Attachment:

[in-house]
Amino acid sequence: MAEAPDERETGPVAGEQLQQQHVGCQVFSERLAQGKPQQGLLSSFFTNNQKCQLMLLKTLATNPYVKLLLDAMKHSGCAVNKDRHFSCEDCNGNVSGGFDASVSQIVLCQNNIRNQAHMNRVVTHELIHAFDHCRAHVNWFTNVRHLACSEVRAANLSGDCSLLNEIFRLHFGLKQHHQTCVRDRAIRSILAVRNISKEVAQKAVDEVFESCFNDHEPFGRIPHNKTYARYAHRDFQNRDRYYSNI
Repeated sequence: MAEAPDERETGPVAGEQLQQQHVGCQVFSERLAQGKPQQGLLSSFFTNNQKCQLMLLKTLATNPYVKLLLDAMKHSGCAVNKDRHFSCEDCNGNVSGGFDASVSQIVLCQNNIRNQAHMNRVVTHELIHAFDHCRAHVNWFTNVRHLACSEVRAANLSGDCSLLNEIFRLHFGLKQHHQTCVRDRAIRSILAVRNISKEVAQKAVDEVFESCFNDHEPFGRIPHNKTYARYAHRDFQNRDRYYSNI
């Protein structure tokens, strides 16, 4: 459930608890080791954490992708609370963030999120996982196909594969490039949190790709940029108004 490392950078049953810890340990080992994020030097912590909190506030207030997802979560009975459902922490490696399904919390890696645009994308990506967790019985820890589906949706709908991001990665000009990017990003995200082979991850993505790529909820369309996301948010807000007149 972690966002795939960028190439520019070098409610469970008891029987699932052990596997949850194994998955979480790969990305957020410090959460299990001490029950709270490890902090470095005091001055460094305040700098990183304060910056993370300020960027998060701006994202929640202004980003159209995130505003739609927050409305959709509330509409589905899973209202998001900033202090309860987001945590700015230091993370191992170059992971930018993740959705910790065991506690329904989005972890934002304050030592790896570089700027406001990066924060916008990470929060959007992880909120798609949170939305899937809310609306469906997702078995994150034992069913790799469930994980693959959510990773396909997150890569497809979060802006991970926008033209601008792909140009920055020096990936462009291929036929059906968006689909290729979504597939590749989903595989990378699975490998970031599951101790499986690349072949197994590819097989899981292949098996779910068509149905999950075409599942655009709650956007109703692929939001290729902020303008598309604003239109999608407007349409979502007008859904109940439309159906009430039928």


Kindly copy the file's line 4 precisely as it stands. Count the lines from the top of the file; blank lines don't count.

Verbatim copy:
């Protein structure tokens, strides 16, 4: 459930608890080791954490992708609370963030999120996982196909594969490039949190790709940029108004 490392950078049953810890340990080992994020030097912590909190506030207030997802979560009975459902922490490696399904919390890696645009994308990506967790019985820890589906949706709908991001990665000009990017990003995200082979991850993505790529909820369309996301948010807000007149 972690966002795939960028190439520019070098409610469970008891029987699932052990596997949850194994998955979480790969990305957020410090959460299990001490029950709270490890902090470095005091001055460094305040700098990183304060910056993370300020960027998060701006994202929640202004980003159209995130505003739609927050409305959709509330509409589905899973209202998001900033202090309860987001945590700015230091993370191992170059992971930018993740959705910790065991506690329904989005972890934002304050030592790896570089700027406001990066924060916008990470929060959007992880909120798609949170939305899937809310609306469906997702078995994150034992069913790799469930994980693959959510990773396909997150890569497809979060802006991970926008033209601008792909140009920055020096990936462009291929036929059906968006689909290729979504597939590749989903595989990378699975490998970031599951101790499986690349072949197994590819097989899981292949098996779910068509149905999950075409599942655009709650956007109703692929939001290729902020303008598309604003239109999608407007349409979502007008859904109940439309159906009430039928």